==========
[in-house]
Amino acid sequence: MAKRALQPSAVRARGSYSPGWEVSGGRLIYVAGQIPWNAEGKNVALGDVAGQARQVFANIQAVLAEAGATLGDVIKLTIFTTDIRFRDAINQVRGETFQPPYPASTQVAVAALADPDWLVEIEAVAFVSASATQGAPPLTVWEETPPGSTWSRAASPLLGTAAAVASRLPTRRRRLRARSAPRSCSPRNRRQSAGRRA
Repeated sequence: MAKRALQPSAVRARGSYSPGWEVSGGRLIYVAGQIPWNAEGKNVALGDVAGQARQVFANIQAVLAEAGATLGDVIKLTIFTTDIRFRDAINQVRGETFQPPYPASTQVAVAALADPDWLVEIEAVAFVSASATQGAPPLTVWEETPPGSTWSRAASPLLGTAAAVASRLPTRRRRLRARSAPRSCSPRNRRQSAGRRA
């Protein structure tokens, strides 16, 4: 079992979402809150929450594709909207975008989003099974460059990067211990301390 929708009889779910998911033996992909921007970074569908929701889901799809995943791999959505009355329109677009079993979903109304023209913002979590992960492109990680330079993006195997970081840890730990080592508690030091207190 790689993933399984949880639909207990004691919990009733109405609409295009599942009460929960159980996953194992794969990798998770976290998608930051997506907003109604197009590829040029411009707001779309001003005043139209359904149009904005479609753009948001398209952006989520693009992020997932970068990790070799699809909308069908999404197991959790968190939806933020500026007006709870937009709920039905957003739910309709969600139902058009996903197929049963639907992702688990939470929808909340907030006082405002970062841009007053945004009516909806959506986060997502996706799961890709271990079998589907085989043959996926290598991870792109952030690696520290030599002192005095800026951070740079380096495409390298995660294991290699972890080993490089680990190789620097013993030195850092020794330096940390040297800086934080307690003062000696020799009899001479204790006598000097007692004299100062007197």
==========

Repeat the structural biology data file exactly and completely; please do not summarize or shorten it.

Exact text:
[in-house]
Amino acid sequence: MAKRALQPSAVRARGSYSPGWEVSGGRLIYVAGQIPWNAEGKNVALGDVAGQARQVFANIQAVLAEAGATLGDVIKLTIFTTDIRFRDAINQVRGETFQPPYPASTQVAVAALADPDWLVEIEAVAFVSASATQGAPPLTVWEETPPGSTWSRAASPLLGTAAAVASRLPTRRRRLRARSAPRSCSPRNRRQSAGRRA
Repeated sequence: MAKRALQPSAVRARGSYSPGWEVSGGRLIYVAGQIPWNAEGKNVALGDVAGQARQVFANIQAVLAEAGATLGDVIKLTIFTTDIRFRDAINQVRGETFQPPYPASTQVAVAALADPDWLVEIEAVAFVSASATQGAPPLTVWEETPPGSTWSRAASPLLGTAAAVASRLPTRRRRLRARSAPRSCSPRNRRQSAGRRA
């Protein structure tokens, strides 16, 4: 079992979402809150929450594709909207975008989003099974460059990067211990301390 929708009889779910998911033996992909921007970074569908929701889901799809995943791999959505009355329109677009079993979903109304023209913002979590992960492109990680330079993006195997970081840890730990080592508690030091207190 790689993933399984949880639909207990004691919990009733109405609409295009599942009460929960159980996953194992794969990798998770976290998608930051997506907003109604197009590829040029411009707001779309001003005043139209359904149009904005479609753009948001398209952006989520693009992020997932970068990790070799699809909308069908999404197991959790968190939806933020500026007006709870937009709920039905957003739910309709969600139902058009996903197929049963639907992702688990939470929808909340907030006082405002970062841009007053945004009516909806959506986060997502996706799961890709271990079998589907085989043959996926290598991870792109952030690696520290030599002192005095800026951070740079380096495409390298995660294991290699972890080993490089680990190789620097013993030195850092020794330096940390040297800086934080307690003062000696020799009899001479204790006598000097007692004299100062007197």